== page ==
About the research
High-mast lighting towers have been widely used to illuminate large areas such as freeways, airports, stadiums, and sports facilities throughout the nation and across the world. A hand hole is commonly found near the base of these structures as the access to the electrical wires inside the structure. The current American Association of State Highway and Transportation Officials (AASHTO) design standard of high-mast lighting towers with a tube diameter larger than 30 in. and sign and signal support structures requires that the width of the hand hole shall not be greater than 40% of the tube diameter. It also specifies that when calculating the nominal stress at the hand hole, it should be magnified by a stress concentration of 4.0. However, this design standard is actually difficult to follow in some pole structures with a small diameter.
A limited review of the currently fabricated structures showed that high-mast lighting towers in the range of 55 to 100 ft in height are most affected, where openings as large as 87% of the pole diameter have been used. The application of the stress concentration factor of 4.0 on these poles results in either increasing the thickness of the tubes or increasing the dimeter of the tube, which leads to a much more expensive pole and overall luminaire system.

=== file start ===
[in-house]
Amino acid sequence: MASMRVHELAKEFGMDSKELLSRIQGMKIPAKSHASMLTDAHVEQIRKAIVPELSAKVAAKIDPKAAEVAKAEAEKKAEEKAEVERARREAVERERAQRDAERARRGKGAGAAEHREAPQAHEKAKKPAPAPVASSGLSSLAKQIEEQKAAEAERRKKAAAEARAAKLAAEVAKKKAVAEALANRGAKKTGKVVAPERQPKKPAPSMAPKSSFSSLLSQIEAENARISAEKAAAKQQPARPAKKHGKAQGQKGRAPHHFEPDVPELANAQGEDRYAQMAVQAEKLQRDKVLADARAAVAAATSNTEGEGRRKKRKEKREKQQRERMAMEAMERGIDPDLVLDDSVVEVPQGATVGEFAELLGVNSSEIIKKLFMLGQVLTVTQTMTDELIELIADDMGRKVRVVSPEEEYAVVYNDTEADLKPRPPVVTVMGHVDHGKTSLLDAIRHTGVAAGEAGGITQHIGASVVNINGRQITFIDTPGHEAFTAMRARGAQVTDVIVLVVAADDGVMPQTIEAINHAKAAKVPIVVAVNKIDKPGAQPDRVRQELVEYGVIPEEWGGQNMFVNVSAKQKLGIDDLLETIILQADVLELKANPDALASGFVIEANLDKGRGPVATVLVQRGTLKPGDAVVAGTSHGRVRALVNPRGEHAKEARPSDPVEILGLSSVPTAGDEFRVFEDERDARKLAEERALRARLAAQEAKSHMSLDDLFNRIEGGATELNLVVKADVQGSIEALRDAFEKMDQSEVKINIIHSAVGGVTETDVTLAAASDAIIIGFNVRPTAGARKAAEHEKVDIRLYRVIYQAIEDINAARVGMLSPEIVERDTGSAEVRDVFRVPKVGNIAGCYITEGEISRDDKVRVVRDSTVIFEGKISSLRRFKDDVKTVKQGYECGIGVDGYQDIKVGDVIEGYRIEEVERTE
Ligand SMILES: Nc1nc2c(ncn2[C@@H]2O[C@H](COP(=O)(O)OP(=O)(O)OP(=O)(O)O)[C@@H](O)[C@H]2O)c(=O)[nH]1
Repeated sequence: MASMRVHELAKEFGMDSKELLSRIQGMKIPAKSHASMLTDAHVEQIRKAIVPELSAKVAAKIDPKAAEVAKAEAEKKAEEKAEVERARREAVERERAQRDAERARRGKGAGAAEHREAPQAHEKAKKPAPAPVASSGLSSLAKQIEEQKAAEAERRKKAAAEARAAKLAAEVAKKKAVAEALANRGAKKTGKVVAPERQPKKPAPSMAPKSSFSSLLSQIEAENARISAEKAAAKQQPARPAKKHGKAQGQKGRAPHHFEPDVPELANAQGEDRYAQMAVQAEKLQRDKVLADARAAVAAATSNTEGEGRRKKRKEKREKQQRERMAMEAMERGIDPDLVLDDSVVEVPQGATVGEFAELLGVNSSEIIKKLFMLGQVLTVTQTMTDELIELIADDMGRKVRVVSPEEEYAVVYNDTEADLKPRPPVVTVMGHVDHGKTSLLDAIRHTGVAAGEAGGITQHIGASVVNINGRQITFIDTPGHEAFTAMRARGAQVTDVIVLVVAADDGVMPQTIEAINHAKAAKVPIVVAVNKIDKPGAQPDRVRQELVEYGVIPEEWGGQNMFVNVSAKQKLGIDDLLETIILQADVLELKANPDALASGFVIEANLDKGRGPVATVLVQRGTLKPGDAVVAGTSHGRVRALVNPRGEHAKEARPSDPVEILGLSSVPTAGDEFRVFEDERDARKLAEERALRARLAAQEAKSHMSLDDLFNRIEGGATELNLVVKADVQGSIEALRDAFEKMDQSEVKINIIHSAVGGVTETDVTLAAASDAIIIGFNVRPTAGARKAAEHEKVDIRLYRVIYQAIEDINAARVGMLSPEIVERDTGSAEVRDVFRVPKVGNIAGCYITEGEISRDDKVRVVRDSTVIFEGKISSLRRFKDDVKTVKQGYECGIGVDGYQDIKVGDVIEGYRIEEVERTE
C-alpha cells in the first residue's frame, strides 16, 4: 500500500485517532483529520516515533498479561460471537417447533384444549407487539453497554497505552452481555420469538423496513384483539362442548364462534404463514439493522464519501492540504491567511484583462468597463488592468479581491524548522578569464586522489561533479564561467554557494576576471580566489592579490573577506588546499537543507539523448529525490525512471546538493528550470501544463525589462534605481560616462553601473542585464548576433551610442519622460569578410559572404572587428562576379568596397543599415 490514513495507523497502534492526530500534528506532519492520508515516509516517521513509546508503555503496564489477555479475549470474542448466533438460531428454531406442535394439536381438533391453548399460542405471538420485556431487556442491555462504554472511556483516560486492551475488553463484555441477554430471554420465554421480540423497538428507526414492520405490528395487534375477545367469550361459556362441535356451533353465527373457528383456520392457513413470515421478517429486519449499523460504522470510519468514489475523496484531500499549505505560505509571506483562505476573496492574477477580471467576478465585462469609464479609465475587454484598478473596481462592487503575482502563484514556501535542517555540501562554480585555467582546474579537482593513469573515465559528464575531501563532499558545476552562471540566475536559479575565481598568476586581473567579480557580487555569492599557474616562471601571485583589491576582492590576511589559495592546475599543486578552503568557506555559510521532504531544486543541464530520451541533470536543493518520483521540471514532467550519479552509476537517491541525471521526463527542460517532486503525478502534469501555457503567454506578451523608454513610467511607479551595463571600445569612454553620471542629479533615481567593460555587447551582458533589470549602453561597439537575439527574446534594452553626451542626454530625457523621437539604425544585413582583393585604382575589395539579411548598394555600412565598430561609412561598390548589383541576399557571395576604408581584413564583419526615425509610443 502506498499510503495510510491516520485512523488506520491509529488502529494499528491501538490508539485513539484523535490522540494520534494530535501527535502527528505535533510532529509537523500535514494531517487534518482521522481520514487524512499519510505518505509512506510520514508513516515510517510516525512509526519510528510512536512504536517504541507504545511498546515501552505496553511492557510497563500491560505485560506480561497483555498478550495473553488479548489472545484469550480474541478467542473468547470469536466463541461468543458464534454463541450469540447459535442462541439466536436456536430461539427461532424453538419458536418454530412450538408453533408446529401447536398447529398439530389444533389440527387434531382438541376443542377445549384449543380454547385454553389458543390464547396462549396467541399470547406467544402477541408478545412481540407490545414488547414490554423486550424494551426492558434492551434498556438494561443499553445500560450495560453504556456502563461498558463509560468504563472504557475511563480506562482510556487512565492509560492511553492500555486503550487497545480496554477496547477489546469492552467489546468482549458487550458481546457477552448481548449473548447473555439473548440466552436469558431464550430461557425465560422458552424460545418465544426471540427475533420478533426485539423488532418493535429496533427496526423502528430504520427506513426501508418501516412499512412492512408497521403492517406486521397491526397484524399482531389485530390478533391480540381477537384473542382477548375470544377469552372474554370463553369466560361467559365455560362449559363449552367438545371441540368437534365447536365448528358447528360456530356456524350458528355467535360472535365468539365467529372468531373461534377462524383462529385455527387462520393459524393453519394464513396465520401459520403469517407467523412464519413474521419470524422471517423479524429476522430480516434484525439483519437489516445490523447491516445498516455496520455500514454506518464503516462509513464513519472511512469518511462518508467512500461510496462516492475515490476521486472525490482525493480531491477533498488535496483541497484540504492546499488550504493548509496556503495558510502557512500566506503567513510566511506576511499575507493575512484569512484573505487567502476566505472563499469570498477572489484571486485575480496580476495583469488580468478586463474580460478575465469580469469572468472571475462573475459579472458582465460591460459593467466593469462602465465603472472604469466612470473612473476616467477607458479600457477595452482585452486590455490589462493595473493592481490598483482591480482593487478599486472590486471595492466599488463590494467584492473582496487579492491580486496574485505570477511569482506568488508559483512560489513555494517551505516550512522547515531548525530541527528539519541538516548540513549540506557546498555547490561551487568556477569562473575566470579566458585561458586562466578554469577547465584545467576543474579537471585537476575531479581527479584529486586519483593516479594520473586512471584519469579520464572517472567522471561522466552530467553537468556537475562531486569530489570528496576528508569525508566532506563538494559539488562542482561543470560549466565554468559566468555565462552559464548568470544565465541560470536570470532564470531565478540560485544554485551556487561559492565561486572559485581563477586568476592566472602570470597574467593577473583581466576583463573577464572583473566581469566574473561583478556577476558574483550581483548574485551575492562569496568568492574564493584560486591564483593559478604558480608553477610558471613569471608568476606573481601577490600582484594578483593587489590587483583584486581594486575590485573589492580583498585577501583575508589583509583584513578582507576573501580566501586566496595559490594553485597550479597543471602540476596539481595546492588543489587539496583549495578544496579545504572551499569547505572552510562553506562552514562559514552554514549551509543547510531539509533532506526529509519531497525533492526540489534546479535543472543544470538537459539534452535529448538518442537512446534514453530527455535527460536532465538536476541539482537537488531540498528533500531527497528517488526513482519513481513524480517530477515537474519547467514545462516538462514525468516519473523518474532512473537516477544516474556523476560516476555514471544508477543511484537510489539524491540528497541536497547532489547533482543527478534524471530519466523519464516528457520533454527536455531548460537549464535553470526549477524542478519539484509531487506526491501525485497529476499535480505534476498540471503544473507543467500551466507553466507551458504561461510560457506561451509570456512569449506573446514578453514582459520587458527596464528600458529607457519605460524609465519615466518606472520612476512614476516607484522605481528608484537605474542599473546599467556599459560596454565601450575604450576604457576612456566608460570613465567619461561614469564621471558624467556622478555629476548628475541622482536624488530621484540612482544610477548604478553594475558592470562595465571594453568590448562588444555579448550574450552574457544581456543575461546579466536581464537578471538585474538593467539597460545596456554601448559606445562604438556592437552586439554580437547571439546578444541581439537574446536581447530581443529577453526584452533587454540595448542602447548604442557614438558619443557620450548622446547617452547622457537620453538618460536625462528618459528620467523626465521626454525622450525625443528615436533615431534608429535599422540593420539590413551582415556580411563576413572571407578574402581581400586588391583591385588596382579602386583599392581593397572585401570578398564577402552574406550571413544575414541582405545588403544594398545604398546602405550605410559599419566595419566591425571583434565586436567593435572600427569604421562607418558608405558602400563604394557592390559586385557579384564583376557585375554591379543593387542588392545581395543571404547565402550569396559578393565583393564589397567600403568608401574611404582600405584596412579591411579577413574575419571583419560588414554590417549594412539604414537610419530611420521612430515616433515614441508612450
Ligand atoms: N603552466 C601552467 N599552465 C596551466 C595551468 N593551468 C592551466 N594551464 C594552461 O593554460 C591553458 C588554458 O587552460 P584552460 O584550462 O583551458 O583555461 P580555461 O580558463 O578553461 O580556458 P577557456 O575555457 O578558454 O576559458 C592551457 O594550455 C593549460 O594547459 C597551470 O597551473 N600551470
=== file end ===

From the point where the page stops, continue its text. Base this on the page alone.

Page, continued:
The goal of the research is to identify the fatigue resistance of high-mast pole specimens with different opening ratios of the hand hole. Particularly, this study included the following objectives:
- Conduct fatigue experiments on two types of high-mast pole specimens with opening ratios of 46% and 54% and identify their fatigue resistance
- Build finite element models for pole specimens with different opening ratios to observe the change of the stress response at the pole base
- Use the results from the fatigue experiment and finite element analysis to study the influence of the opening ratio on the fatigue resistance of a high-mast lighting tower